Israel, of course, was never really on board, and indeed vocally opposed the idea of an outside military effort until well into the war. The idea that this war was planned by Israel to provoke such an international effort is ludicrous.

Its somewhat more tenable that the idea was to delay a decision on such a force, and to guarantee that the status quo when such a force saw established had maximum Israeli penetration into Lebanon, to establish an internationally monitored cease-fire line well North of the border rather than along it.

Posted by: cmdicely on August 6, 2006 at 7:24 PM | PERMALINK

Interesting question. Interesting discussion. Only 2 trolls!

What's going on here?

In order to address Kevin's question (and correctly wield Occam's Razor), we must first look at what we are trying to explain: Israel has invaded Lebanon with no apparent strategic purpose in response to the kind of provocation they are long accustomed to from Hezbollah. They relied heavily on air power in the early going. Things have gone badly. They appear to have gone through a series of failed attempts to justify their actions strategically and adjust their strategy to something that is both achievable and to their advantage. They have first pulled back on the ground and then switched a new set of tactics which increase their reliance on progress on the ground.

The simplest explanation: Israel invaded Lebanon without clearcut strategic goals. They decided to rely more heavily than in the past on air power. They failed at the tactical level. They are attempting to come up with a set of strategic goals which get them out of this mess.

Why are we reluctant to accept this explanation? It meets all the criteria of William of Occam: It explains everything we know. It is the simplest explanation we can envision.

Why do we seek more complex, double-bank-shot-carom-off-the-cue ball explanations?

Probably because it does not agree with our expectations about the Israelis.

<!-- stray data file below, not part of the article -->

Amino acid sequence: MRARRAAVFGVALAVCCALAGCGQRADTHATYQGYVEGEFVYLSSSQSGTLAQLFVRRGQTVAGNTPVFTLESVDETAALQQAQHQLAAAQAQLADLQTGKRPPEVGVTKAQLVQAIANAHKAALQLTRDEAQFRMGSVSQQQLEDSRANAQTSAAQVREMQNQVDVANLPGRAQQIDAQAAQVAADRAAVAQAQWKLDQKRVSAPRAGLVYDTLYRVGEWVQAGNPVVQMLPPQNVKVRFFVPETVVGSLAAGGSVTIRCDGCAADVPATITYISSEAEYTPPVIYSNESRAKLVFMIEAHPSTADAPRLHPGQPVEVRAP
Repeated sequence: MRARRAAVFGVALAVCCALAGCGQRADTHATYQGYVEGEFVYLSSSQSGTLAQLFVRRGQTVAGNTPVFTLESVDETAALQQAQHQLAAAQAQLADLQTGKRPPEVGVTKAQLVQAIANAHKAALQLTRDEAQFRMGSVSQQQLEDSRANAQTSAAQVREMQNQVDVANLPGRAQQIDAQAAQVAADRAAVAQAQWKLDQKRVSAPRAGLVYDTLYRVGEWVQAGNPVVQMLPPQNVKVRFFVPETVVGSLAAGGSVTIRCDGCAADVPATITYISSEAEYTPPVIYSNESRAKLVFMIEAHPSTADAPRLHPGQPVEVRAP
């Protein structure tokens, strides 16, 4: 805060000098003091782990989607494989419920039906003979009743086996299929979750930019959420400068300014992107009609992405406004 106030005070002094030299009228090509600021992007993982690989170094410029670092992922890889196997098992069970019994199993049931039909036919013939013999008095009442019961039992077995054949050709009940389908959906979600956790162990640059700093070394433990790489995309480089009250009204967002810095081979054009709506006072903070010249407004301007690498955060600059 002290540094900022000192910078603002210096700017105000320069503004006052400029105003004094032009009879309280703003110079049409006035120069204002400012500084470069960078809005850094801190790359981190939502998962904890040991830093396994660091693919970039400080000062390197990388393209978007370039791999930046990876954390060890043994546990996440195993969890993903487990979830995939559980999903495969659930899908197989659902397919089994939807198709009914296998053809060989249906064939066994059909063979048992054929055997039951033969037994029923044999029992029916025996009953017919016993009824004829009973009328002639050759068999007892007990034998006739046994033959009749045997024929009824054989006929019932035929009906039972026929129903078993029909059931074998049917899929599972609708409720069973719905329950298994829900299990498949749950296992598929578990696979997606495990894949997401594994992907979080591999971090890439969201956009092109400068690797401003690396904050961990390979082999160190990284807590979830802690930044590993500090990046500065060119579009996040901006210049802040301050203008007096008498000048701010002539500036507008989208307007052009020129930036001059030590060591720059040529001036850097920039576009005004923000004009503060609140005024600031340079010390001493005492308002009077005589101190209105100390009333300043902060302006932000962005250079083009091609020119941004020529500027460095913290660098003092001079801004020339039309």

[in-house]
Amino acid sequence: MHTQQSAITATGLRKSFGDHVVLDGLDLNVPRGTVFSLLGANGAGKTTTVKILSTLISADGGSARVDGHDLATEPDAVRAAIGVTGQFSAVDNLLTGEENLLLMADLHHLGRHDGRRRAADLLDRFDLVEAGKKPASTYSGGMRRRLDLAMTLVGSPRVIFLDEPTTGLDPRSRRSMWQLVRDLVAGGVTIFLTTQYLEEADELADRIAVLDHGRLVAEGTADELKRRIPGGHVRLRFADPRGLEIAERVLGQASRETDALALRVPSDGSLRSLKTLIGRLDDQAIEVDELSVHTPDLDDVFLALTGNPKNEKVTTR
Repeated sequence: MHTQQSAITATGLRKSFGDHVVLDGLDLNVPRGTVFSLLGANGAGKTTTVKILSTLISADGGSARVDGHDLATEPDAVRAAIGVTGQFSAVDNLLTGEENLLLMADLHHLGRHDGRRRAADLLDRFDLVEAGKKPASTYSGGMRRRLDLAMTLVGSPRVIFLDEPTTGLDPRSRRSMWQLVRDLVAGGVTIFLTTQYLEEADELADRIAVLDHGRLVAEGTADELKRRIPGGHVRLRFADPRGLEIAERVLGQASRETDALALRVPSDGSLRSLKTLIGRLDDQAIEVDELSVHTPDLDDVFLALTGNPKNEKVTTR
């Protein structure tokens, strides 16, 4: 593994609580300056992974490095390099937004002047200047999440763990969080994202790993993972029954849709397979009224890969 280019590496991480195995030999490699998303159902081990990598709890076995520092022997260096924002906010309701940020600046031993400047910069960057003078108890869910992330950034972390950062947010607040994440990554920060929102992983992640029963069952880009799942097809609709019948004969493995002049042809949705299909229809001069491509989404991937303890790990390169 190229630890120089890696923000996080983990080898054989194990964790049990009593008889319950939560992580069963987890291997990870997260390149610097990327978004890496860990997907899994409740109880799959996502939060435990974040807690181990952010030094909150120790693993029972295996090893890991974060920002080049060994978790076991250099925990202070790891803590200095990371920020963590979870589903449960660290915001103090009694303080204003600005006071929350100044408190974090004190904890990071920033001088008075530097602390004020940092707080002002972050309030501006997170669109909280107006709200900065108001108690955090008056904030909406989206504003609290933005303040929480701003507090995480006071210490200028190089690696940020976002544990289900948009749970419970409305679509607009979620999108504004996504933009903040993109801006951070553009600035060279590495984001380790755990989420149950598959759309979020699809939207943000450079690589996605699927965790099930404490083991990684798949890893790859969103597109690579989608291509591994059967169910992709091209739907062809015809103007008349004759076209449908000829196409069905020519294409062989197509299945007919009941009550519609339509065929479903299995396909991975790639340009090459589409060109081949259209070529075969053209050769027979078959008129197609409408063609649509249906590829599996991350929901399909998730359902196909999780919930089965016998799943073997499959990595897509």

But are those expectations really very realistic? Have we seen other behavior out of Jerusalem which could have predicted the current situation?

One of the most consistent problems with Israeli military adventures is equally simple: Israeli politicians have repeatedly initiated strategically flawed military campaigns and relied on the Israeli army to win a tactical victory which covers the lack of sound strategic thinking.

Over time, the ability of the Israeli military to deliver those tactical victories has dramatically declined. Arab armies have become more proficient (in part due to on-the-job training administered by the Israelis). Palestinian insurgents and Lebanese militias have adopted tactics more reminiscent of guerrilla armies than of sectarian gangs. Terrorists have adopted more fool-proof weapons (first, suicide-bombers; then, rockets).

Compare the Israeli mistakes in Lebanon in 1982: They went in with a bad strategy (this time, with no strategy). They faced an enemy more prepared for their surprise attack than they expected (this time, against an enemy who provoked the invasion). They faced guerrilla tactics (this time, Hezbollah didn't have to learn them 'cause they had 18 years of practice).

Israeli leaders stretched to the limits of their patience in Gaza made an unwise decision to go into Lebanon on the basis of a flimsy provocation. The Israeli military dusted off an off-the-shelf response plan (which actually had a CHANCE to rescue the captured soldiers). The plan relied on a quick response and air power rather than a big buildup and tank pincer tactics for fairly obvious reasons. The current head of the Israeli military is an Air Force general. (And which would you choose to emulate: the successful U.S. plan from Kosovo or the completely unsuccessful Israeli plan from 1982?)